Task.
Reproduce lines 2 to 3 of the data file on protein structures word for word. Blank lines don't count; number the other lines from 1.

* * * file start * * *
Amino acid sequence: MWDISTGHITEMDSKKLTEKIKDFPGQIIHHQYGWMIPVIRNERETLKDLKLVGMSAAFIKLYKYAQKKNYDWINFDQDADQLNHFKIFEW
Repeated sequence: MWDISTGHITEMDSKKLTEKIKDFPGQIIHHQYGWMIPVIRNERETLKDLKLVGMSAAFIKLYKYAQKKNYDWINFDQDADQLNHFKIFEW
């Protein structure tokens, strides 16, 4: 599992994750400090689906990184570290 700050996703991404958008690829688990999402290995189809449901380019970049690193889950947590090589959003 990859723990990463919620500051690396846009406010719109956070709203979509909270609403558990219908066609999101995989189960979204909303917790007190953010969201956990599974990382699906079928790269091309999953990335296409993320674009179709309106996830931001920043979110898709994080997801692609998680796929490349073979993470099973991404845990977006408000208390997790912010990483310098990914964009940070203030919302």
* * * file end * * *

Repeated sequence: MWDISTGHITEMDSKKLTEKIKDFPGQIIHHQYGWMIPVIRNERETLKDLKLVGMSAAFIKLYKYAQKKNYDWINFDQDADQLNHFKIFEW
């Protein structure tokens, strides 16, 4: 599992994750400090689906990184570290 700050996703991404958008690829688990999402290995189809449901380019970049690193889950947590090589959003 990859723990990463919620500051690396846009406010719109956070709203979509909270609403558990219908066609999101995989189960979204909303917790007190953010969201956990599974990382699906079928790269091309999953990335296409993320674009179709309106996830931001920043979110898709994080997801692609998680796929490349073979993470099973991404845990977006408000208390997790912010990483310098990914964009940070203030919302």